Cole made more enemies with such injudicious remarks, and sustained some damage to his professional reputation. Despite this, in 1859 Cole was invited by Elias Samuel Cooper to join the faculty of the Medical Department of the University of the Pacific, the first medical school in California. Cole was professor of obstetrics and gynecology and also served as dean of the school, which unfortunately collapsed within two years. This period also saw the rise of the medical school established by Cole's rival H. H. Toland. It has been said that this loss to Cole's reputation, and not just his poor health or even his sympathy to the Confederate cause, was the reason he and his wife spent much of the Civil War years in Europe. During this extended stay in Europe, Cole visited medical institutions in England, Ireland, Scotland, France and Germany and obtained numerous diplomas, fellowships and memberships. He returned to the United States in the spring of 1865 to find that the faculty of the defunct Medical Department of the University of the Pacific, including Samuel Cooper's nephew Levi Cooper Lane, now was part of the staff of Toland Medical College.
    In 1867 Cole became a member of the Outside Lands Committee of the San Francisco Board of Supervisors; in this capacity he interested the city in 1000 acres of land at the city's westerm edge which eventually became Golden Gate Park. The following year San Francisco suffered an epidemic of smallpox, and Cole was appointed chairman of the Board of Supervisors' Hospital Committee. Coming to notice by his outstanding services in the course of the epidemic, he was appointed Surgeon General of the State of California, a position he held for four years.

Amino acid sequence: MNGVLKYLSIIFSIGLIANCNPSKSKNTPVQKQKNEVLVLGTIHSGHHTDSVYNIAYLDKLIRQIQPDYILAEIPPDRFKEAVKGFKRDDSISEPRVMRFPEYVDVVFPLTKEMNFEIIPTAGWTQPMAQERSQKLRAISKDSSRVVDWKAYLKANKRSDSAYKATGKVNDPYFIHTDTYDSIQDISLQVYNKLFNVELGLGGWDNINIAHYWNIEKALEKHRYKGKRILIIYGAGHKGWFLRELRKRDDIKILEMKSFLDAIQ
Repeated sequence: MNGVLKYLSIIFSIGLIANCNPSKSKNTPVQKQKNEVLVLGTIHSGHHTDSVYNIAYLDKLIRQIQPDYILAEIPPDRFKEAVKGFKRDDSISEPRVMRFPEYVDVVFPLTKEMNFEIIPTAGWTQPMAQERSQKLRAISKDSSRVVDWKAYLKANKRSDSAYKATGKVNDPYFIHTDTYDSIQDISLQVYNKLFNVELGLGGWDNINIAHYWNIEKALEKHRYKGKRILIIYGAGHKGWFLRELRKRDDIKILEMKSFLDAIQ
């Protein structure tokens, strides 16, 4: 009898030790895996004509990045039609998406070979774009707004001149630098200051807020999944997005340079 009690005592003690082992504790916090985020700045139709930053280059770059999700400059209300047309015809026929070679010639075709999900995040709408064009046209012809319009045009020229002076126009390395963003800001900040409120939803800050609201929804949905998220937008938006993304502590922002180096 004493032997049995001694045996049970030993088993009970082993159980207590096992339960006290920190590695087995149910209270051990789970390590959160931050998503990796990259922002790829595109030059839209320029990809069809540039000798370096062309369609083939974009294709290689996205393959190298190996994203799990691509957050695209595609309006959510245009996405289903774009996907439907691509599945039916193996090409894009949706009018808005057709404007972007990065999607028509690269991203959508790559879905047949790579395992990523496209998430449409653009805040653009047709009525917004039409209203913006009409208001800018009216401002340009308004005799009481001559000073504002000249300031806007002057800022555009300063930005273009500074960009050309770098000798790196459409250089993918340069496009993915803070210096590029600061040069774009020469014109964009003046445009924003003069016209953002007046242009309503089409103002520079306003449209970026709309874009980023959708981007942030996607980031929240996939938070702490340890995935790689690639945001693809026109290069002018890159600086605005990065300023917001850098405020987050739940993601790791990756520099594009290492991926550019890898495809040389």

In 1870 Toland conceded to Cole's renewed prominence and invited him to join the faculty of the Toland Medical College as dean of the school (1871-1881) and professor of gynecology (1870-1901). Cole's first important suggestion involved the school's affiliation with the University of California; he conciliated negotiations between Toland and the regents, and the affiliation took place in 1873. Cole became president of the faculty in 1876. From 1873 to 1876 he was editor of the Western Lancet. In 1895 he was elected president of the American Medical Association. In March of 1897 Cole oversaw the laying of the cornerstone for the new medical buildings on Parnassus Avenue. He continued his involvement with medical agencies of local government, and had begun a term as coroner when he died on January 15, 1901.

    Scope and Content

    Correspondence, documents, autograph items, notes, certificates, programs, artifacts and other memorabilia, architectural drawings, photographs, scrapbooks and clippings collected or created by or about Richard Beverly Cole.